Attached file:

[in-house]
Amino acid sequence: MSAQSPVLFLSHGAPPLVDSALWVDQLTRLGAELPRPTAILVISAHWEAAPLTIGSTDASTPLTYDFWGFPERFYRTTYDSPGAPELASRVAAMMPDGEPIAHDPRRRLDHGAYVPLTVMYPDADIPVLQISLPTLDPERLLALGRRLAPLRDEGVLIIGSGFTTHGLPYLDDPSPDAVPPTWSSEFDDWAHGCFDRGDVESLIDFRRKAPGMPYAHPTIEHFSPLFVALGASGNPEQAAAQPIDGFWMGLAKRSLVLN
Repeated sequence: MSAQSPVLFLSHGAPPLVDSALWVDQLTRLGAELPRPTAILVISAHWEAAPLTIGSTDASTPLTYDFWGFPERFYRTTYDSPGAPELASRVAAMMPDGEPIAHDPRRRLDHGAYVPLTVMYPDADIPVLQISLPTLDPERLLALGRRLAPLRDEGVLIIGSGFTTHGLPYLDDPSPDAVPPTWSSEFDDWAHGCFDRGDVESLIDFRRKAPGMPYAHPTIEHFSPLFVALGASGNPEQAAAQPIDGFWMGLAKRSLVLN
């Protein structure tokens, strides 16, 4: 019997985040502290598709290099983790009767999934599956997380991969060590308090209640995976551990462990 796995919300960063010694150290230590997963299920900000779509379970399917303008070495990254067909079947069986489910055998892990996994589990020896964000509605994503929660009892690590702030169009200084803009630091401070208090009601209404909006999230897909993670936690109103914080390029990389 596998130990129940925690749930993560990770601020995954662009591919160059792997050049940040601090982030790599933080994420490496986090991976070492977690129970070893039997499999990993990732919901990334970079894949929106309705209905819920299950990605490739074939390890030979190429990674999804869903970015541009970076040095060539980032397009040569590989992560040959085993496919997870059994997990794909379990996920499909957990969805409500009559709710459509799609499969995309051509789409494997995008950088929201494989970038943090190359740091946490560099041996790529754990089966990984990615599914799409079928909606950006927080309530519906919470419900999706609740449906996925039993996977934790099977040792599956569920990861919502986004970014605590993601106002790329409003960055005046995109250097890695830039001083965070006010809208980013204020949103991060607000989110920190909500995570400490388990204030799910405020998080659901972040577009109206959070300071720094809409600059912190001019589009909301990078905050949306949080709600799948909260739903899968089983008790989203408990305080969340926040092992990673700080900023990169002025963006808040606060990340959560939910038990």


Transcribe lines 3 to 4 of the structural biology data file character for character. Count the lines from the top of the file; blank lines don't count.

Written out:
Repeated sequence: MSAQSPVLFLSHGAPPLVDSALWVDQLTRLGAELPRPTAILVISAHWEAAPLTIGSTDASTPLTYDFWGFPERFYRTTYDSPGAPELASRVAAMMPDGEPIAHDPRRRLDHGAYVPLTVMYPDADIPVLQISLPTLDPERLLALGRRLAPLRDEGVLIIGSGFTTHGLPYLDDPSPDAVPPTWSSEFDDWAHGCFDRGDVESLIDFRRKAPGMPYAHPTIEHFSPLFVALGASGNPEQAAAQPIDGFWMGLAKRSLVLN
């Protein structure tokens, strides 16, 4: 019997985040502290598709290099983790009767999934599956997380991969060590308090209640995976551990462990 796995919300960063010694150290230590997963299920900000779509379970399917303008070495990254067909079947069986489910055998892990996994589990020896964000509605994503929660009892690590702030169009200084803009630091401070208090009601209404909006999230897909993670936690109103914080390029990389 596998130990129940925690749930993560990770601020995954662009591919160059792997050049940040601090982030790599933080994420490496986090991976070492977690129970070893039997499999990993990732919901990334970079894949929106309705209905819920299950990605490739074939390890030979190429990674999804869903970015541009970076040095060539980032397009040569590989992560040959085993496919997870059994997990794909379990996920499909957990969805409500009559709710459509799609499969995309051509789409494997995008950088929201494989970038943090190359740091946490560099041996790529754990089966990984990615599914799409079928909606950006927080309530519906919470419900999706609740449906996925039993996977934790099977040792599956569920990861919502986004970014605590993601106002790329409003960055005046995109250097890695830039001083965070006010809208980013204020949103991060607000989110920190909500995570400490388990204030799910405020998080659901972040577009109206959070300071720094809409600059912190001019589009909301990078905050949306949080709600799948909260739903899968089983008790989203408990305080969340926040092992990673700080900023990169002025963006808040606060990340959560939910038990």